I was nervous about this show, but one episode had me hooked. The comedians who wrote What Does The Fox Say (which was meant to just be an ad for their comedy show) did a great job creating a musical series based on bizarre stories from Norway's recent history. Full of clever jokes and fun songs.
8 Out of 10 Cats does Countdown
If you like QI, you might like this show. A lot of the panellists are the same, too! It's a crossover between 8 Out of Ten Cats and Countdown, and is bizarrely great. It's essentially a naughty version of Countdown (which is called Letters & Numbers here in Australia).
The Marvellous Mrs. Maisel
I've been let down by the first few episodes of the second season, but I really enjoyed season one of Maisel. It's great for a bit of escapism, as even the worst parts of it seem unrealistic and hilarious. Unfortunately the second season has taken the unrealistic part too far.
This is exactly my kind of comedy. It's made by the creator of Him & Her, which I devoured in a few weeks, and has a lot of similarities. It's a quiet, British comedy that's really made by the characters.
This was quite an experience. I knew nothing about Vermeer before watching this, but it didn't matter. Just like I love reading books about one-year experiments (The Year of Living Biblically, etc.), I love watching docos about people undertaking huge projects. I really enjoyed this.
This movie was super strange, but really engaging anyway. I wasn't sure it would be my thing, but all the twists and turns were a lot of fun.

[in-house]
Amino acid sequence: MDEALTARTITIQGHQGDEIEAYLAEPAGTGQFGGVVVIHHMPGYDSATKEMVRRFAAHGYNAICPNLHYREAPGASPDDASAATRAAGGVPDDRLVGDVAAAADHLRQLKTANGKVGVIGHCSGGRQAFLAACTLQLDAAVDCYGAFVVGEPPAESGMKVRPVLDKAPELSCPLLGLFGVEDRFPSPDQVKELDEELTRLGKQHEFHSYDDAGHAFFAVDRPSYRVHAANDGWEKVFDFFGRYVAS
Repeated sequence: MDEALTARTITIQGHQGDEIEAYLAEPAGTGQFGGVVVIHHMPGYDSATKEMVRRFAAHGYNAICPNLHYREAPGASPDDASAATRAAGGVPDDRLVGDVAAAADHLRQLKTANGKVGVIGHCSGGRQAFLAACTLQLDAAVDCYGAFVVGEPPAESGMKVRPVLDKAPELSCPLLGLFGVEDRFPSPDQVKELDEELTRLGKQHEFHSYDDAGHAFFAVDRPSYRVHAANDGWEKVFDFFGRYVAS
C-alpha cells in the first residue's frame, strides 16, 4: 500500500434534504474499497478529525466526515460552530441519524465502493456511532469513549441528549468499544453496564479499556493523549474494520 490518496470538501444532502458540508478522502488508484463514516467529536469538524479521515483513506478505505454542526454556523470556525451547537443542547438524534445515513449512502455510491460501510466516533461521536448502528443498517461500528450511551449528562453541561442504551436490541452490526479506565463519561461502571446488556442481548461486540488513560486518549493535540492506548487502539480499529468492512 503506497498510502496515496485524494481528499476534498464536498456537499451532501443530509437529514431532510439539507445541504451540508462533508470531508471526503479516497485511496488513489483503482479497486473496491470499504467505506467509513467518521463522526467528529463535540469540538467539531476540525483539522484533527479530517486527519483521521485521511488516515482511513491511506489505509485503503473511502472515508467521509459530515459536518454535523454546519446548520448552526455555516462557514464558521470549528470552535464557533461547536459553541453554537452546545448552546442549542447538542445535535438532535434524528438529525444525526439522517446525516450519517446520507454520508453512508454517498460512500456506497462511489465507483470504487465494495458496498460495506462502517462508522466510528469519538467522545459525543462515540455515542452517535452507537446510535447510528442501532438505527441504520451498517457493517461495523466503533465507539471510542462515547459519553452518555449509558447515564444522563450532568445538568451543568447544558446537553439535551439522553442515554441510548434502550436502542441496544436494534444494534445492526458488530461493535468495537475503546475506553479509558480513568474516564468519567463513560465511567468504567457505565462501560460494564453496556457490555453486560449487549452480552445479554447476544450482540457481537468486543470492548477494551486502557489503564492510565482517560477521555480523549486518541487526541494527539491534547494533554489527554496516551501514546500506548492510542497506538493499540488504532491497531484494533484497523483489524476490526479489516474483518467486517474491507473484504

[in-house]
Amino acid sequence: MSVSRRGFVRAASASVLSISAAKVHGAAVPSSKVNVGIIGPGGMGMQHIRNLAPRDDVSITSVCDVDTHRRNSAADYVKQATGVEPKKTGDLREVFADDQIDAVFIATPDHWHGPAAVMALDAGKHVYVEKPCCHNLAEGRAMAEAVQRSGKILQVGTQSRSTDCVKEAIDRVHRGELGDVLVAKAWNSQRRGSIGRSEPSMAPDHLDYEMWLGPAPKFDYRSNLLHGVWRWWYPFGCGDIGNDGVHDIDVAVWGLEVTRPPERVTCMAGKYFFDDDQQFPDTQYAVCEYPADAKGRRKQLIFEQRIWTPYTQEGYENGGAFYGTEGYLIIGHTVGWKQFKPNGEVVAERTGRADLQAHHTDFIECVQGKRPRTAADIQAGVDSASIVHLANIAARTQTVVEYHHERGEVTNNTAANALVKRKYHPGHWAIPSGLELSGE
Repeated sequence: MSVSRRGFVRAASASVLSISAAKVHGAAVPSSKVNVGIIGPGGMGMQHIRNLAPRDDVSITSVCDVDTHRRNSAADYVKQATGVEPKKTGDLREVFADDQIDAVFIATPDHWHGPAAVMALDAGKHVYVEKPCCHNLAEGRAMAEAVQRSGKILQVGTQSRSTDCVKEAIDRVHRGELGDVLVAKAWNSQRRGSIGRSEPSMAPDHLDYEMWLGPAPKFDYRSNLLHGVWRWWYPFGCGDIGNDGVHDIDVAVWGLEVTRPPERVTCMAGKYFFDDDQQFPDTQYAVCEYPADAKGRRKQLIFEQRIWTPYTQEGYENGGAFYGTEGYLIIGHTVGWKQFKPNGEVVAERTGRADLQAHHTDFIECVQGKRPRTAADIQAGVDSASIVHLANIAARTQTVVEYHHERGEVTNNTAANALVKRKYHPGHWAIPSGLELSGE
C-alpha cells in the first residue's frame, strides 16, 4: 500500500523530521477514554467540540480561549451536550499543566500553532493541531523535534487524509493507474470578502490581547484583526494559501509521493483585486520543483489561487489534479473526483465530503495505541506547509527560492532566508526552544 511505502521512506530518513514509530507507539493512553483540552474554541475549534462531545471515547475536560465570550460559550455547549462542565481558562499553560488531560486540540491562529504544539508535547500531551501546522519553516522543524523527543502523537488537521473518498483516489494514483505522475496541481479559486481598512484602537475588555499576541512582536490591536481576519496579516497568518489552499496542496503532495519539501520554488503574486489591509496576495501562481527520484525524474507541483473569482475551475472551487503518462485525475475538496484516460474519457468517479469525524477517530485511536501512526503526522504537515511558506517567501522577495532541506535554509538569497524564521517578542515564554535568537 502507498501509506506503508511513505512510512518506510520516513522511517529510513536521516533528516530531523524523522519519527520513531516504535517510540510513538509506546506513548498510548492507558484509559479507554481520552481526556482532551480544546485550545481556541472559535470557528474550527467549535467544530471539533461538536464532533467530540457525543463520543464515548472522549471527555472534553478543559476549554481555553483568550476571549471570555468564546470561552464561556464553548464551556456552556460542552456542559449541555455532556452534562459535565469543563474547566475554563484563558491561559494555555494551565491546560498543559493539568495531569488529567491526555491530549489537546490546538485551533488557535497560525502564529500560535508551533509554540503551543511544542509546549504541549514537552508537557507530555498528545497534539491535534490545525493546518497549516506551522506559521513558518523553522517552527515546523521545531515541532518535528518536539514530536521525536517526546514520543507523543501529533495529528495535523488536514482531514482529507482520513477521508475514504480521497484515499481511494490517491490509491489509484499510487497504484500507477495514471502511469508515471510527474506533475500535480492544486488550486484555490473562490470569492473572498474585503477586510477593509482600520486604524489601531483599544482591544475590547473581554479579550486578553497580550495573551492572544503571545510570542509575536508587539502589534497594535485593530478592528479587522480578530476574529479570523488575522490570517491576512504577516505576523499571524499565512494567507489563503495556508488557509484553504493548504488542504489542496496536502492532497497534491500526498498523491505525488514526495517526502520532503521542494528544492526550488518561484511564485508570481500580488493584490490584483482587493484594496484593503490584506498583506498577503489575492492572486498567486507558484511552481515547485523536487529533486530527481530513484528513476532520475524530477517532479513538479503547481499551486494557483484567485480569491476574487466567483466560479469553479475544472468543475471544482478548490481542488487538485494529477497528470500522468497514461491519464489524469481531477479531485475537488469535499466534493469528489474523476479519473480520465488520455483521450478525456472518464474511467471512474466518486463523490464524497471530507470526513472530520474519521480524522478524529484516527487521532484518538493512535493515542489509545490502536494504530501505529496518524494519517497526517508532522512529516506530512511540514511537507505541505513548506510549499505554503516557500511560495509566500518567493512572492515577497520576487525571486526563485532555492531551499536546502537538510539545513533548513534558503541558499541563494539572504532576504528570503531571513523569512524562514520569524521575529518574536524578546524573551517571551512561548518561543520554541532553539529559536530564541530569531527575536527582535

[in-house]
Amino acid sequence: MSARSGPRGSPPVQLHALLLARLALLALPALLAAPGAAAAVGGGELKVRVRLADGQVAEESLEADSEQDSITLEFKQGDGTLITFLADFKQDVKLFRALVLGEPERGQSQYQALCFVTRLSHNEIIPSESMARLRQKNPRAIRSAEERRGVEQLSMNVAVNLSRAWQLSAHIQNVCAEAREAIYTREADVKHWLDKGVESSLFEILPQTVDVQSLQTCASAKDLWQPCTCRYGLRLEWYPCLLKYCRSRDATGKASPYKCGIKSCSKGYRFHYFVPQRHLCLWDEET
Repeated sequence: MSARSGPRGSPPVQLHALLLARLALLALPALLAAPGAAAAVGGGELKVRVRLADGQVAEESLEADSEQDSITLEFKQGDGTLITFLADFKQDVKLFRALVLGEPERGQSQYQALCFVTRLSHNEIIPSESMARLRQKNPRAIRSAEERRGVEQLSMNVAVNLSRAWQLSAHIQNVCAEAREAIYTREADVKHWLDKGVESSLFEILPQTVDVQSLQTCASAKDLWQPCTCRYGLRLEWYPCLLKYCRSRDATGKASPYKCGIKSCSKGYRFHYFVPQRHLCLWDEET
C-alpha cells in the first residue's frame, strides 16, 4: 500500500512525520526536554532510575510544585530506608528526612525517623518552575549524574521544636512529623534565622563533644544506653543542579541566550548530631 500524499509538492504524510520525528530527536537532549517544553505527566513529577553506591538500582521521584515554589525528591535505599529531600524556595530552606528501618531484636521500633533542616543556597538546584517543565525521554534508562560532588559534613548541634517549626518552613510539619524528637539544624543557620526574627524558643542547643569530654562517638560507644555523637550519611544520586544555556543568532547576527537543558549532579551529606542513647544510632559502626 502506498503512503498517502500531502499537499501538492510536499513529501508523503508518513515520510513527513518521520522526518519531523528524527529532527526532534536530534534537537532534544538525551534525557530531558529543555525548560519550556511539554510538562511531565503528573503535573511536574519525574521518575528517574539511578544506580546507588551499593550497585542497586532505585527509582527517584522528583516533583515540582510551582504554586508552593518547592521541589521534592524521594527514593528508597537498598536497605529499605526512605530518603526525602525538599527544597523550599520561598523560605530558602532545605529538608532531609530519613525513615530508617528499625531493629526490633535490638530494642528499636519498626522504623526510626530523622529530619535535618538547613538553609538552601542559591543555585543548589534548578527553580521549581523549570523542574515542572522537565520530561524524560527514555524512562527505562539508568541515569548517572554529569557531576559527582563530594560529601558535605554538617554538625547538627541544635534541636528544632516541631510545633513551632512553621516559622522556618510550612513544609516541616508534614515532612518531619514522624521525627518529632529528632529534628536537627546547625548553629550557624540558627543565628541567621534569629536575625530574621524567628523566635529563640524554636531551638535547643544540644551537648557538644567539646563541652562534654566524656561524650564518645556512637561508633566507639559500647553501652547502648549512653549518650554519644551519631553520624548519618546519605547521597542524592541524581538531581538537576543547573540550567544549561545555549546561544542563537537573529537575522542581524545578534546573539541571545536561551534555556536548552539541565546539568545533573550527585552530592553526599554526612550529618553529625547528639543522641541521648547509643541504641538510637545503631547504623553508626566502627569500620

I found the emotions of this movie really relatable, even though I can't relate to the specific circumstances, so it left a strong impression on me.
Again, I found this relatable and felt really strongly for Tonya. I didn't know anything about this story, so it was interesting to learn all about it.
Radium girls by Kate Moore
I tend to like narrative nonfiction, but I really expected this book to be more dry and less engaging. It ended up being a great story that got me hooked.
House of Cards by David Ellis Dickerson
I think I found out about this book in a MetaFilter thread, but I'm not sure. It's very obscure, and I didn't have high hopes for it, but it turned out to be hilarious and cringe-worthy the whole way through. It's almost too honest in the kind of horrifying-but-hilarious stories it tells, and the writing style worked well for me.
- Finish drawabox (I'm not sure this is feasible, but I don't know how far I can get, so it's easier to just say I'm aiming to finish it all)
- Release 12 Hello Code podcasts
- Publish 30 blog posts (across my blog, Hello Code, Larder, and Exist)
- Make 12 code-related releases (across Hello Code products and open-source projects)
Things I want to do more of
- Save money
- Reduce waste
- Read books
- Eat vegan
- See fine art and theatre
- Meet new people
See you next year!
P.S. I make some stuff you might like: Exist, a personal analytics app to help you understand your life, Larder, a bookmarking app for developers, and Changemap, a roadmap and changelog for transparent teams.